Tiger Woods, you are the best golfer in the world, but sometimes you just can’t win.
This past Sunday at the Open Championship you hit a bad approach shot on the 5th hole and yelled, “God damn it!”
Since then, media, parents, bloggers and fans have all taken turns ripping you for your outburst. But you know what, Tiger? I’m going to defend you and this is why.
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I love the passion with which you play the game. You ARE the reason I watch.
At The Masters in 2010, you were caught on camera using vulgar language but you apologized and wrote on your website, “I’m not perfect, all I can say is I’m trying to do everything I can without losing my fire and competitive spirit.” I never want you to lose that fire and spirit. I love the raw emotion you give us in moments of excellence… and even in times of frustration. It’s why you are the most compelling figure in sports.
I’ll never forget your iconic double fist pump on the 18th hole at the U.S. Open at Torrey Pines to force a Monday playoff in 2008. Or the heart stopping moment you gave us on the 16th hole at Augusta in 2005.
I even enjoy watching when you yell at yourself, kick your clubs and curse for hitting your ball into the crowd. I love your intensity. Of course you knew you were on camera and people could hear you, but you’re not the only athlete to lose your composure in the heat of competition.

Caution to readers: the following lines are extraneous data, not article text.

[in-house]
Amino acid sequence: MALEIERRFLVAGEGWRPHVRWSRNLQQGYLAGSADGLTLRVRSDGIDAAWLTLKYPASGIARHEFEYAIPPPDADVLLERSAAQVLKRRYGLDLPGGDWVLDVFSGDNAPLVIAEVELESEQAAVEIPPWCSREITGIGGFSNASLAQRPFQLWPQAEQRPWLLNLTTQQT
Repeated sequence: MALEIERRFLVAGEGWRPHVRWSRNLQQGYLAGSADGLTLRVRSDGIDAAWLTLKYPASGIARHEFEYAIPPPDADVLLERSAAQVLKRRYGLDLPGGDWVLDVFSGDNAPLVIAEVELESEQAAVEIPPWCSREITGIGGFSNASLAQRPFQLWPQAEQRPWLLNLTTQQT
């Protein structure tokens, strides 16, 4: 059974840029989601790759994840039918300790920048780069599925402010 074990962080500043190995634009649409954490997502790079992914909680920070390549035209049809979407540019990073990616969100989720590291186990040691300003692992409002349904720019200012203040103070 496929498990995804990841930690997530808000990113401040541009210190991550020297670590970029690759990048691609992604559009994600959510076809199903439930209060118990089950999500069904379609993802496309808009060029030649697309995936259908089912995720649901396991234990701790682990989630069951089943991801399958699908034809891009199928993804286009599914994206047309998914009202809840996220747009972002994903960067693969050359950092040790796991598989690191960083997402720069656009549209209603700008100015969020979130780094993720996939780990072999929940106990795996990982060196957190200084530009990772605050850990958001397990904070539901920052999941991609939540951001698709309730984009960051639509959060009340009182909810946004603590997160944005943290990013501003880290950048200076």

During a 2010 Monday Night Football game, Mr. Clean Peyton Manning chewed out fellow teammate Jeff Saturday after three incomplete passes, while he was mic’d. After the rant he told another teammate, “I’m mic’d up too. Oh yeah. It was better than Desperate Housewives.”
In 2012, after game 4 of the NBA Finals, ABC rolled on a candid hallway shot of Dwayne Wade coming off the court. The announcers expected an honest moment of celebration, and that’s exactly what they got. What they didn’t expect, was that his celebration would come along with a “Mario Chalmers you mother fu%&er.”
Ervin Santana was being interviewed on live television after pitching a great game despite his bloody nose. When asked by the reporter about the bloody nose, Santana responds with “I just said f$%k it, let’s pitch.”
I’m not encouraging profanity, but Tiger, you should never apologize for playing with passion and for being an intense competitor, even if it boils over at times. After all, I’ve heard worse language at my own golf course.
So I’ll give you a pass for using the occasional bad word because of what you give back to the game. Whether you win or lose, your fire is captivating and your enthusiasm is inspiring.
To me, there’s nothing better for golf.
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